Zach's CMJ Day 2: The Glazzies, Bird Dog, Owel, Controller and Tesha

Wednesday night on the Lower East Side started with unabashed energy as Sag Harbor, New York-hailing duo The Glazzies performed its guitar-stormed tracks at Pianos' Upstairs Lounge. Along with drummer Dave Horn, whose Johnny Cash T-shirt added to the room's ominous yet warm aura, singer Peter Landi broke into tight songs that conveyed the passionate angst of Nirvana while burning the mirror-paneled stage with its own punk fire. Just across the street at Arlene's Grocery, New Jersey quintet Owel delivered a shinier but no less fiery sound, frontman Jay Sakong and his bandmates playing soaring, violin-girded cuts that recalled the grand-rock of Muse but glowed in a unique halo of ferocity and sonority. Fellow five-piece Controller (pictured, scheduled to play our Pianos indie show on Friday) took the bustling Arlene's next, jumping into pop-bubbled rock pieces that almost sounded like Bruce Springsteen beside a synth station. There was also something of '80s dance in these delightfully loud songs, as vividly seen in lead vocalist Jon Bellinger's elastic sways and swoons, the movements of a bashful master of ceremonies. Back at Pianos, the five mustached men of Los Angeles' Bird Dog brought things down to a somewhat calmer notch, their folk-inflected rock songs reaching particular beauty with gliding harmonies and topping the high-ceilinged hall with western sun. New York-via-Israel musician Tesha closed the evening a few blocks away at Fat Baby. Before a wall that had pictures of such hip-hop masters as Tupac, the computer-decked artist dipped into subtly moving fantasias of skipping beats and sputtering synths, almost holding time in a bewitchingly nocturnal instant and then releasing it back into the wee hours of the morning. - Zach Weg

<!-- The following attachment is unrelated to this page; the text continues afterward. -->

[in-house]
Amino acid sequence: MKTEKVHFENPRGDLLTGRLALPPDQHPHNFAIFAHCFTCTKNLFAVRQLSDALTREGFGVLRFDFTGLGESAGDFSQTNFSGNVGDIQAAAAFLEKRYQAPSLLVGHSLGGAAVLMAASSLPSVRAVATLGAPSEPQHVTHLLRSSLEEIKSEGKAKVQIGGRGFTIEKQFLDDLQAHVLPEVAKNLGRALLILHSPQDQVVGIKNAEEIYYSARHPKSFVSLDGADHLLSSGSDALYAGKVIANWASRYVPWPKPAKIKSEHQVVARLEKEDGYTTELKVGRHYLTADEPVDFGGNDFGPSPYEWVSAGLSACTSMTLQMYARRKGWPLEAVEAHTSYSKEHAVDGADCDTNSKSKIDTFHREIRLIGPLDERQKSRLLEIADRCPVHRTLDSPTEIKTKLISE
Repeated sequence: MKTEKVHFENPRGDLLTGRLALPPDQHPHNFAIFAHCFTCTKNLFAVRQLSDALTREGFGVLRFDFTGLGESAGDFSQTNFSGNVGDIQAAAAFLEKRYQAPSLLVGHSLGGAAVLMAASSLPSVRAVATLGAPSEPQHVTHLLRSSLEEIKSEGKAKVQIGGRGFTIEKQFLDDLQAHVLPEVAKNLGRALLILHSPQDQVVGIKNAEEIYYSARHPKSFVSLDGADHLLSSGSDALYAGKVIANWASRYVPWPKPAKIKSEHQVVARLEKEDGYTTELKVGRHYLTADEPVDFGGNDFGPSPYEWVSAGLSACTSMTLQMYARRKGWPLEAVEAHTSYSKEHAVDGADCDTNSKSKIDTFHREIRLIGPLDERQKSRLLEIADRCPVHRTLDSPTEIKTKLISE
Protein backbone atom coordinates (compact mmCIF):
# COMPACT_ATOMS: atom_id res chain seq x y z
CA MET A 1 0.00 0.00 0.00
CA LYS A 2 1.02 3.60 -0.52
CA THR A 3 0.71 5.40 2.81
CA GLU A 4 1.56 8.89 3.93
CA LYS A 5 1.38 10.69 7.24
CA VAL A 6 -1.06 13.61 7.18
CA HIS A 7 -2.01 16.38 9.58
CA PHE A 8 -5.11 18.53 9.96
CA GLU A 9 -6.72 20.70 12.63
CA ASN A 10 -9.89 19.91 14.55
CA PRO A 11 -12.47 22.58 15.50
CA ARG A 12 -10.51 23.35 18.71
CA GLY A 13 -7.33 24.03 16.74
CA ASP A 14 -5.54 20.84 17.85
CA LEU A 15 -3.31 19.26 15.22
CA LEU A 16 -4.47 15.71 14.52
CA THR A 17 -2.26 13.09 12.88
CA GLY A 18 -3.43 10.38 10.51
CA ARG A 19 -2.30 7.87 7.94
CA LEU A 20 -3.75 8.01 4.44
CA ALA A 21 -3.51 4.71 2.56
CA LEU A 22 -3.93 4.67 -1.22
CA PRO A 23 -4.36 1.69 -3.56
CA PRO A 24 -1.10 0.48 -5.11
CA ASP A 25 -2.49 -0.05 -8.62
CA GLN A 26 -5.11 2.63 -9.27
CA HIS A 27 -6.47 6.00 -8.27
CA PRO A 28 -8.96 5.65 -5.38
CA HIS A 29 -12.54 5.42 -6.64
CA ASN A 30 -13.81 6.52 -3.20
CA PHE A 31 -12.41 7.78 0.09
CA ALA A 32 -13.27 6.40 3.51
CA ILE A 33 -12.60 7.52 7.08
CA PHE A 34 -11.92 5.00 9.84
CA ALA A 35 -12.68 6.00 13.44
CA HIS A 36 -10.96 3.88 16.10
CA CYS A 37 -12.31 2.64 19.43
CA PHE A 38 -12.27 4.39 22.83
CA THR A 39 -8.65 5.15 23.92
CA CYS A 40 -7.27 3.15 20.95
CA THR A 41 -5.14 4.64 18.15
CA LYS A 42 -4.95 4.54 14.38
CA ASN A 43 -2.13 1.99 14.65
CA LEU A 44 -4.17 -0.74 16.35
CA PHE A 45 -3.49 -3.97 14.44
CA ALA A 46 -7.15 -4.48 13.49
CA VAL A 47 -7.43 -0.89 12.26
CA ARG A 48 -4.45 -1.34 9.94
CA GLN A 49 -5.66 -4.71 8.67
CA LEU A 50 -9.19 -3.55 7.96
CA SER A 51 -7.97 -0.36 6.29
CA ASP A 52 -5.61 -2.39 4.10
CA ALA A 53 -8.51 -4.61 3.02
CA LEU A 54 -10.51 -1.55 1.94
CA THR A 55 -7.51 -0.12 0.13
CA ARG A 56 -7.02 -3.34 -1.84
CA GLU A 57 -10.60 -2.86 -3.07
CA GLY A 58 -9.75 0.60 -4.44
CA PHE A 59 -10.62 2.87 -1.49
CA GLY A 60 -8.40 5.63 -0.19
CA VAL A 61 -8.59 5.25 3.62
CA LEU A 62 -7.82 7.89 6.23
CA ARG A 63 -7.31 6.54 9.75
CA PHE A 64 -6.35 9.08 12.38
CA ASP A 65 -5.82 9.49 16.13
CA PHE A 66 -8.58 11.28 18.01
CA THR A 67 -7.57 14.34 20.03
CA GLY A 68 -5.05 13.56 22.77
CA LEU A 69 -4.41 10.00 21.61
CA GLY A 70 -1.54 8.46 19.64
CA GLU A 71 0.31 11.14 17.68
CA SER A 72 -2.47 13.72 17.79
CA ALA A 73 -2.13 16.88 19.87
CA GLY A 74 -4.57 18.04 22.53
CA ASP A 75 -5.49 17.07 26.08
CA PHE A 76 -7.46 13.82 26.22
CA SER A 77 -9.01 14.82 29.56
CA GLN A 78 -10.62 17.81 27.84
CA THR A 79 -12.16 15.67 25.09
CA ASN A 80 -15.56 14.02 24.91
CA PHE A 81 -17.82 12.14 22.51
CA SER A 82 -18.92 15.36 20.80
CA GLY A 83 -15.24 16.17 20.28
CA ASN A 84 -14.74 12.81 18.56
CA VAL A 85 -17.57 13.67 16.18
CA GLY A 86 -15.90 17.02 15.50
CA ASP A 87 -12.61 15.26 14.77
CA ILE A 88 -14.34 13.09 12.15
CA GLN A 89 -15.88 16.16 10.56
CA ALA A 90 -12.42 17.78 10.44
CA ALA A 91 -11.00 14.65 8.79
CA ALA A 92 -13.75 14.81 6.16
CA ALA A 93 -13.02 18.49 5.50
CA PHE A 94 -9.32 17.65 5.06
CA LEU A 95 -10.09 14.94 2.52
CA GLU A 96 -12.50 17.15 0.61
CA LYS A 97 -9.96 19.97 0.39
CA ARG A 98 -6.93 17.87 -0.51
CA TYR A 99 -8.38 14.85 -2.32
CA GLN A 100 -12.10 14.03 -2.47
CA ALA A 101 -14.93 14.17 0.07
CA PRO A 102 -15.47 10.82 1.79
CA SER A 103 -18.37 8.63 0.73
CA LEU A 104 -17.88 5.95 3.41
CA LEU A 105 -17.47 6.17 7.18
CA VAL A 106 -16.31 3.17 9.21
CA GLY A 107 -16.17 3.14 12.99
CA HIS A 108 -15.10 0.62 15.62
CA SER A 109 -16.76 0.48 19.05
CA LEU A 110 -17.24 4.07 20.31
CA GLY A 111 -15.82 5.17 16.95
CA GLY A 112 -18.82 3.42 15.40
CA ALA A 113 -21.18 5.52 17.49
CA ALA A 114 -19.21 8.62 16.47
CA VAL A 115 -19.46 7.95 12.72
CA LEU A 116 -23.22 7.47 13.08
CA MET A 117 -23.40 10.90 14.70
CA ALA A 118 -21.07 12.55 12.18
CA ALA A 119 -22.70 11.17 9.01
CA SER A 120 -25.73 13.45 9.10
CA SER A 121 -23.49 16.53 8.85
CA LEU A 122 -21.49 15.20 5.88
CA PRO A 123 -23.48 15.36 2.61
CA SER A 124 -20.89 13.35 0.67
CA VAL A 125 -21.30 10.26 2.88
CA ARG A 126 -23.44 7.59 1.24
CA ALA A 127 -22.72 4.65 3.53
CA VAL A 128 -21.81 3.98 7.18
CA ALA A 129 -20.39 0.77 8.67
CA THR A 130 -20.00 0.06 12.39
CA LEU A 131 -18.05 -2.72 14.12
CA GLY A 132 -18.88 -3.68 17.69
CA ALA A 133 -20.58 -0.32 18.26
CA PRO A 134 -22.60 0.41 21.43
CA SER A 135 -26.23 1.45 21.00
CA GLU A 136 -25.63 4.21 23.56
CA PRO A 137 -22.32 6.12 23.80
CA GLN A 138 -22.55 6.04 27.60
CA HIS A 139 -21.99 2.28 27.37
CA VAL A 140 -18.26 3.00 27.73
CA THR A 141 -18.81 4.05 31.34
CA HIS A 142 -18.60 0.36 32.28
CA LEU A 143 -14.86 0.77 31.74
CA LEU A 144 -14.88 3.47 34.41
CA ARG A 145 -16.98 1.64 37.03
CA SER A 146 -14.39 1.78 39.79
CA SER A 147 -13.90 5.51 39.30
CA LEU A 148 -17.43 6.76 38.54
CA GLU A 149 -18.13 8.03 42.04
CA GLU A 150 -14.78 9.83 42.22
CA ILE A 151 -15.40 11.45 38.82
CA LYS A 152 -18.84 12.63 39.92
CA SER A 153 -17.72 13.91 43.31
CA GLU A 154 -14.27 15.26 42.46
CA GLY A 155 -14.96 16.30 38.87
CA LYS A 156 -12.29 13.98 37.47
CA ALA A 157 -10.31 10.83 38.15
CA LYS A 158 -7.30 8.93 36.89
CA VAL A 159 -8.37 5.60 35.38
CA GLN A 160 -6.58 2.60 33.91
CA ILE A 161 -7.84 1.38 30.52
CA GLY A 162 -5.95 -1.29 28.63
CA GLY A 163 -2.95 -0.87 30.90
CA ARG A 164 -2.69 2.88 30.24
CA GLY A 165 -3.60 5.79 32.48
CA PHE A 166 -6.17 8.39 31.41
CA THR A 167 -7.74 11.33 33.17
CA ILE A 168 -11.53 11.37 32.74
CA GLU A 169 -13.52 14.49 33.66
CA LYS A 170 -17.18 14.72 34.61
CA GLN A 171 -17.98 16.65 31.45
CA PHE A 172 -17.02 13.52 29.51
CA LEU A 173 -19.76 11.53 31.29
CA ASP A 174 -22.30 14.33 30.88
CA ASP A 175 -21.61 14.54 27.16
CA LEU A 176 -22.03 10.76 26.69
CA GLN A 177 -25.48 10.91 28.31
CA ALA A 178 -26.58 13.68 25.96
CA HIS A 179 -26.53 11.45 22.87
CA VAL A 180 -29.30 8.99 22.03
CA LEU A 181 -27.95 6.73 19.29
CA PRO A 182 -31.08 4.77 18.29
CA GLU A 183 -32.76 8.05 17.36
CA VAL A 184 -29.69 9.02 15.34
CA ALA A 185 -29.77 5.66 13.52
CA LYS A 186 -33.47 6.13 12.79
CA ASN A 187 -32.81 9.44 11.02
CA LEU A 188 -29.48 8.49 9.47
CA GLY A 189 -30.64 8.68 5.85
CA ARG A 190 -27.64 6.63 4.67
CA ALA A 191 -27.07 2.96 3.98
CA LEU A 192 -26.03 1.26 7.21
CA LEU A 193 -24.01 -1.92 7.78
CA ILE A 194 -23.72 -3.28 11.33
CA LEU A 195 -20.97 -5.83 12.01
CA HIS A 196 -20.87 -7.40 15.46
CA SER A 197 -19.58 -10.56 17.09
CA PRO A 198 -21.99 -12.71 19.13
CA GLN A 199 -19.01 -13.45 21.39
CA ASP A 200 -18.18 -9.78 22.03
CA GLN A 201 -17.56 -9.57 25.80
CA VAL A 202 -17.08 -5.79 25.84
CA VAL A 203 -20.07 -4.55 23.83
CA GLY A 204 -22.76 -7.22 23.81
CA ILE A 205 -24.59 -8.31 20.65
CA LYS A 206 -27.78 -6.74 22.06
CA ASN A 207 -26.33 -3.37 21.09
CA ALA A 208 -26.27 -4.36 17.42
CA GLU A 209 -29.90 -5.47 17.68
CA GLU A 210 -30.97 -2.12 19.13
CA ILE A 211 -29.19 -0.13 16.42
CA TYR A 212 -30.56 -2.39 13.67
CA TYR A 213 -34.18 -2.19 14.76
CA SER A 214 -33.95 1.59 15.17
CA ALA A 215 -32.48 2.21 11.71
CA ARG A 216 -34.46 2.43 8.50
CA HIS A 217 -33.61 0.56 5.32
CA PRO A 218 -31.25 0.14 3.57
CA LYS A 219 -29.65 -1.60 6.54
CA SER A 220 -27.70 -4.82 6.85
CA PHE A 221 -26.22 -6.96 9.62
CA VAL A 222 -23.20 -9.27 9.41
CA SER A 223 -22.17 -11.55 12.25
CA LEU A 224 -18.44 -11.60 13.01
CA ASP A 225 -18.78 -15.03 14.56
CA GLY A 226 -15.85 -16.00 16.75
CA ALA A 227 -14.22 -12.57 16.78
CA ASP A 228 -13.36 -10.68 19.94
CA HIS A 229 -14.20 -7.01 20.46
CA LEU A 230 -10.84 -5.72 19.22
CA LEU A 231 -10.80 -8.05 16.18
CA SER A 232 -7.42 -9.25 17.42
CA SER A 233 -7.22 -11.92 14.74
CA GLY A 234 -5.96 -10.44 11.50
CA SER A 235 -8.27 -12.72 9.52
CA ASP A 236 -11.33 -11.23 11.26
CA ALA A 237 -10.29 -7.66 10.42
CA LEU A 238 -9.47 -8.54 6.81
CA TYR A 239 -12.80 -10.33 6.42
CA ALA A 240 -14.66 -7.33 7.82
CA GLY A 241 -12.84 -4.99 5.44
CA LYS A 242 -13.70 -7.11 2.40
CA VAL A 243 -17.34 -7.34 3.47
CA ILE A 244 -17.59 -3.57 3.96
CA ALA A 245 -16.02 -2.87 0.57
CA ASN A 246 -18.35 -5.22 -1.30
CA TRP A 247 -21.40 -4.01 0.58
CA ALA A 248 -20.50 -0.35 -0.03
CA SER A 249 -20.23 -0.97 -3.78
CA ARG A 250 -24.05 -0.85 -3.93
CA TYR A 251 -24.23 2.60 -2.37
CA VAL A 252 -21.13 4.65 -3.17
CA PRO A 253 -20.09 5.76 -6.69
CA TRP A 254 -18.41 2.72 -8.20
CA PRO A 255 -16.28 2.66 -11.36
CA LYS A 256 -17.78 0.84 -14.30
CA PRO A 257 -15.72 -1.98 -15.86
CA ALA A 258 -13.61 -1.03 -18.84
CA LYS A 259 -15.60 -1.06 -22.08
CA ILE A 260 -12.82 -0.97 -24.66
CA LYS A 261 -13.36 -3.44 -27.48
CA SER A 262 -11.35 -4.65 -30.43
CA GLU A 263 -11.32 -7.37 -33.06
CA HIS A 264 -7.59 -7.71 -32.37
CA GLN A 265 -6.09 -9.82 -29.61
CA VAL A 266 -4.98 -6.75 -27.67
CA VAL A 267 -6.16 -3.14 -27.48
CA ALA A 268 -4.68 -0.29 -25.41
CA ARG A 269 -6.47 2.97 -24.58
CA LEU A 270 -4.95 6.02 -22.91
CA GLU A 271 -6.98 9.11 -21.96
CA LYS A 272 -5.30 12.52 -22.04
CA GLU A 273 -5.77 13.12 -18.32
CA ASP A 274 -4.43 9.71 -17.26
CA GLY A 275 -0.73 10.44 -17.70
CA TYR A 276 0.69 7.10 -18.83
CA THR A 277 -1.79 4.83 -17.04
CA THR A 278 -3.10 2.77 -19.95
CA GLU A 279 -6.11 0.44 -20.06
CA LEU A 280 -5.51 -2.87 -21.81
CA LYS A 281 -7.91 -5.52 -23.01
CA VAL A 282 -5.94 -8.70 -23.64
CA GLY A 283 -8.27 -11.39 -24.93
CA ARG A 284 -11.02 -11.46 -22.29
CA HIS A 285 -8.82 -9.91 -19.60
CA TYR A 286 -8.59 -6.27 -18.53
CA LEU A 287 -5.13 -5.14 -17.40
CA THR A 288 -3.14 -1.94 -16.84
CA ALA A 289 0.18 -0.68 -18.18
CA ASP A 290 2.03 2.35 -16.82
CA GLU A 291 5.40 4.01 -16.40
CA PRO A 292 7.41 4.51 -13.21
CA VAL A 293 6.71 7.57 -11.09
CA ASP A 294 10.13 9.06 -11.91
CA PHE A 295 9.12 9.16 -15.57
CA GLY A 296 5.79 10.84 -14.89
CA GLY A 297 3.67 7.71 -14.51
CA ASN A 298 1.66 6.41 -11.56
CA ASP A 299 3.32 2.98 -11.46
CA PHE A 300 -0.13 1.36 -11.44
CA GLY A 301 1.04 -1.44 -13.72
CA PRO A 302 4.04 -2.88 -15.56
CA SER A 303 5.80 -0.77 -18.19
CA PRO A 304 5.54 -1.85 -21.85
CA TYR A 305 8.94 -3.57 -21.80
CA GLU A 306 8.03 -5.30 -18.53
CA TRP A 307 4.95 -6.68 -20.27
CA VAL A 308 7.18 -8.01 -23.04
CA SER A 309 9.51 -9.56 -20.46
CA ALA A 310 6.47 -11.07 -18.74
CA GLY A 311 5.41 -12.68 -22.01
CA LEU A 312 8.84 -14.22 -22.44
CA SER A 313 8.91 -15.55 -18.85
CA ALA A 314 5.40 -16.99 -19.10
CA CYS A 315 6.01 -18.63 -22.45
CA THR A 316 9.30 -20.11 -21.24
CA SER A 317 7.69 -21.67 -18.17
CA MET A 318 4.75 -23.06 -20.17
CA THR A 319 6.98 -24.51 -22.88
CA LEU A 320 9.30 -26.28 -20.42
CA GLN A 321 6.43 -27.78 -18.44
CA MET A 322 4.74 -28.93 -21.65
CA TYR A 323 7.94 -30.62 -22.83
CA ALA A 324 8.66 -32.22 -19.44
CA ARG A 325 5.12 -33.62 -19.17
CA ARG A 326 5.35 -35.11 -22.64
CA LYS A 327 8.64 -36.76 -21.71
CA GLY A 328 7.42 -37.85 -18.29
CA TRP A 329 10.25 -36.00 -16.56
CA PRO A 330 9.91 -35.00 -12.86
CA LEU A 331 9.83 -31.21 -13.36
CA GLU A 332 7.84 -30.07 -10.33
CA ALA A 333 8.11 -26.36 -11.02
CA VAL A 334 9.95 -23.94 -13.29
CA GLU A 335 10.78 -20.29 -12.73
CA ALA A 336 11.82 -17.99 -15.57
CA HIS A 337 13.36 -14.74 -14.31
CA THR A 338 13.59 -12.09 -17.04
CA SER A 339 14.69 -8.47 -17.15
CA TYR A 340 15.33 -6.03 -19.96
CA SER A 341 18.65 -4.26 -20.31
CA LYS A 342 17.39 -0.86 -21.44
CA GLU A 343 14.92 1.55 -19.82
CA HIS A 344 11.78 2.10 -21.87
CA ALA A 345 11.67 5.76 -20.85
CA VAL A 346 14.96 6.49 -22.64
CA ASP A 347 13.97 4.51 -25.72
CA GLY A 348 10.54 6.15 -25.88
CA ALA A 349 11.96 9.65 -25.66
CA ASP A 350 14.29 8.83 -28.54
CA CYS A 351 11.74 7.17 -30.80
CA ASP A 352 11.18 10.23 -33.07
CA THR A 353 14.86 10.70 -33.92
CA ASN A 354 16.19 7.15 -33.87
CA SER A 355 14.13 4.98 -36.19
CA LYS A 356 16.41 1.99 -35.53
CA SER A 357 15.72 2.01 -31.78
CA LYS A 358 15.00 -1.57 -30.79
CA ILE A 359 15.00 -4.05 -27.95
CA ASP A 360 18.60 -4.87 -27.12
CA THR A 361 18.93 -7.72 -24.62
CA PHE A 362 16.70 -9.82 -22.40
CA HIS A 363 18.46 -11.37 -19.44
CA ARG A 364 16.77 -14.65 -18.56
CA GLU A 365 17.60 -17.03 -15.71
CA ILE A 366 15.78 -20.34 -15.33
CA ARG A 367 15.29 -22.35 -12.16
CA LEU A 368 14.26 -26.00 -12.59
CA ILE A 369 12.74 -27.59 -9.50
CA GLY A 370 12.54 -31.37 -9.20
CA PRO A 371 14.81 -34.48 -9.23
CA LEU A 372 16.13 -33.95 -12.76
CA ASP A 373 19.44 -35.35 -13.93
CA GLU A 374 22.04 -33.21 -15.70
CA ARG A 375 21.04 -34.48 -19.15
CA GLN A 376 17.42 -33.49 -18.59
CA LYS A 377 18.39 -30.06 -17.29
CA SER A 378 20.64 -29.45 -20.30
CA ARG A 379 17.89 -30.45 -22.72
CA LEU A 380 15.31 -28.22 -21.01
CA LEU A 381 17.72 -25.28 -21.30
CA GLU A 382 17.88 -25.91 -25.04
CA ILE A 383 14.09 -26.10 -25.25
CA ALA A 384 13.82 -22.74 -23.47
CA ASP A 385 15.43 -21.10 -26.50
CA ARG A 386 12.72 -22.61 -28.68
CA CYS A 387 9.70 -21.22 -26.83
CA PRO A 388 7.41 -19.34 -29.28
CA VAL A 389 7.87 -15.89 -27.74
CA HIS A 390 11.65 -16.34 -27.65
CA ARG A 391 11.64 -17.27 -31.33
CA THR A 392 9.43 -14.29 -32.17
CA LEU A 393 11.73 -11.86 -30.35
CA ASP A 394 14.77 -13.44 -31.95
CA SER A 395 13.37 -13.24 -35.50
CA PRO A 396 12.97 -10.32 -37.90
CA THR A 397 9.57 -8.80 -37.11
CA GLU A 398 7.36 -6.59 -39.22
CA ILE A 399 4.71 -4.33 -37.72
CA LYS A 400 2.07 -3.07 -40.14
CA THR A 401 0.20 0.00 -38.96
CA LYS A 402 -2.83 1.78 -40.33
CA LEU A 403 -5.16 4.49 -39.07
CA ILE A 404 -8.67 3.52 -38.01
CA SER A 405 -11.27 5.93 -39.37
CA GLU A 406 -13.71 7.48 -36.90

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TONIGHT! The Deli's Pop CMJ stage at The Living Room